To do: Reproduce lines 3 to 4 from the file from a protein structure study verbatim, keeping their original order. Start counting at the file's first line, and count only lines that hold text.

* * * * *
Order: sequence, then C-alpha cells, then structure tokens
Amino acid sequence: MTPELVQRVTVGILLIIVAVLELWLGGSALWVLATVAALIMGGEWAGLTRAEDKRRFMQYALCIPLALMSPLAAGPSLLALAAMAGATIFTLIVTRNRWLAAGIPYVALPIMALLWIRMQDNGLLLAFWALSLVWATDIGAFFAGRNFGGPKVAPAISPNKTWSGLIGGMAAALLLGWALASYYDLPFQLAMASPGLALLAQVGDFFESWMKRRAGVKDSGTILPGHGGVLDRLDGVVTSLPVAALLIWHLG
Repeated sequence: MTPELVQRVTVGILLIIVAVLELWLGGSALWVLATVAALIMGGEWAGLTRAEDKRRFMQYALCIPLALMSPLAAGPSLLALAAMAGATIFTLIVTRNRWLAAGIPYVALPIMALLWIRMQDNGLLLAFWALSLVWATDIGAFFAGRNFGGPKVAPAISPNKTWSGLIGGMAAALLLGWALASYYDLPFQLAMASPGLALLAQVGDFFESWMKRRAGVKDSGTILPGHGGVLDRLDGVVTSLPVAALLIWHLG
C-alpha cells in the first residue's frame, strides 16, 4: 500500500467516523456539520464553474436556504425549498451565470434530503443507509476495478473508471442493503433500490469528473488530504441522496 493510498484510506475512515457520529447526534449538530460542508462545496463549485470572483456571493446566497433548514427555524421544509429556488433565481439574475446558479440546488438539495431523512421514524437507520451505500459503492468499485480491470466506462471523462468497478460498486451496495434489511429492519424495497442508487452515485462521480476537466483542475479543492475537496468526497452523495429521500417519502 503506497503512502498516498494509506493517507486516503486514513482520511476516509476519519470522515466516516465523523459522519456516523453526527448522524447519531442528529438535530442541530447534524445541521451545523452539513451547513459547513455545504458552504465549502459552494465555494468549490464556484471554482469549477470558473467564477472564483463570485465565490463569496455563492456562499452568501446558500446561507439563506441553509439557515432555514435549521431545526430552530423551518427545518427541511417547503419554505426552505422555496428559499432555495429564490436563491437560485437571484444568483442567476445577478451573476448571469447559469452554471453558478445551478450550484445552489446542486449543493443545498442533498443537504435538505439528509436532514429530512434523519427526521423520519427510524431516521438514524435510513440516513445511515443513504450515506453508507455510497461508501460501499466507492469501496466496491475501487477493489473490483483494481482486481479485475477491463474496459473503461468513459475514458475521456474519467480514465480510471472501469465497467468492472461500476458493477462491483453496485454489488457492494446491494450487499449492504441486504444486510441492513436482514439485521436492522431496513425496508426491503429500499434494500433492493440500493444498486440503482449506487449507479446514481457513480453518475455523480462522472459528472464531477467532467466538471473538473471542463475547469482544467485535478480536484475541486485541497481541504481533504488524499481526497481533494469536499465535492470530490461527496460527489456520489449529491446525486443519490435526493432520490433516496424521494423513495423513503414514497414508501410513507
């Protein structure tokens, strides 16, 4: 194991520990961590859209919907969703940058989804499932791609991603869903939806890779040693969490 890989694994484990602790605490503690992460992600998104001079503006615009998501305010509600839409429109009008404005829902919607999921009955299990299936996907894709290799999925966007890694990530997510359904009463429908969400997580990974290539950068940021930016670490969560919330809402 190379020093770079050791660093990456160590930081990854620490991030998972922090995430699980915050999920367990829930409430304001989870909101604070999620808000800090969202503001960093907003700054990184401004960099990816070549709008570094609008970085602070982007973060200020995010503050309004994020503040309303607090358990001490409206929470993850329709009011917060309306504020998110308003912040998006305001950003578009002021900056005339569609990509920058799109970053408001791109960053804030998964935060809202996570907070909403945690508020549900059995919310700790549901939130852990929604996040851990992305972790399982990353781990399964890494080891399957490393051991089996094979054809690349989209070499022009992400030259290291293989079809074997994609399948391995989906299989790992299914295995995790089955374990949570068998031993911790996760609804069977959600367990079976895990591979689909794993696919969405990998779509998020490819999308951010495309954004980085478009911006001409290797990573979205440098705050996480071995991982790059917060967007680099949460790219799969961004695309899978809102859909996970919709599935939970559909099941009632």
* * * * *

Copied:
Repeated sequence: MTPELVQRVTVGILLIIVAVLELWLGGSALWVLATVAALIMGGEWAGLTRAEDKRRFMQYALCIPLALMSPLAAGPSLLALAAMAGATIFTLIVTRNRWLAAGIPYVALPIMALLWIRMQDNGLLLAFWALSLVWATDIGAFFAGRNFGGPKVAPAISPNKTWSGLIGGMAAALLLGWALASYYDLPFQLAMASPGLALLAQVGDFFESWMKRRAGVKDSGTILPGHGGVLDRLDGVVTSLPVAALLIWHLG
C-alpha cells in the first residue's frame, strides 16, 4: 500500500467516523456539520464553474436556504425549498451565470434530503443507509476495478473508471442493503433500490469528473488530504441522496 493510498484510506475512515457520529447526534449538530460542508462545496463549485470572483456571493446566497433548514427555524421544509429556488433565481439574475446558479440546488438539495431523512421514524437507520451505500459503492468499485480491470466506462471523462468497478460498486451496495434489511429492519424495497442508487452515485462521480476537466483542475479543492475537496468526497452523495429521500417519502 503506497503512502498516498494509506493517507486516503486514513482520511476516509476519519470522515466516516465523523459522519456516523453526527448522524447519531442528529438535530442541530447534524445541521451545523452539513451547513459547513455545504458552504465549502459552494465555494468549490464556484471554482469549477470558473467564477472564483463570485465565490463569496455563492456562499452568501446558500446561507439563506441553509439557515432555514435549521431545526430552530423551518427545518427541511417547503419554505426552505422555496428559499432555495429564490436563491437560485437571484444568483442567476445577478451573476448571469447559469452554471453558478445551478450550484445552489446542486449543493443545498442533498443537504435538505439528509436532514429530512434523519427526521423520519427510524431516521438514524435510513440516513445511515443513504450515506453508507455510497461508501460501499466507492469501496466496491475501487477493489473490483483494481482486481479485475477491463474496459473503461468513459475514458475521456474519467480514465480510471472501469465497467468492472461500476458493477462491483453496485454489488457492494446491494450487499449492504441486504444486510441492513436482514439485521436492522431496513425496508426491503429500499434494500433492493440500493444498486440503482449506487449507479446514481457513480453518475455523480462522472459528472464531477467532467466538471473538473471542463475547469482544467485535478480536484475541486485541497481541504481533504488524499481526497481533494469536499465535492470530490461527496460527489456520489449529491446525486443519490435526493432520490433516496424521494423513495423513503414514497414508501410513507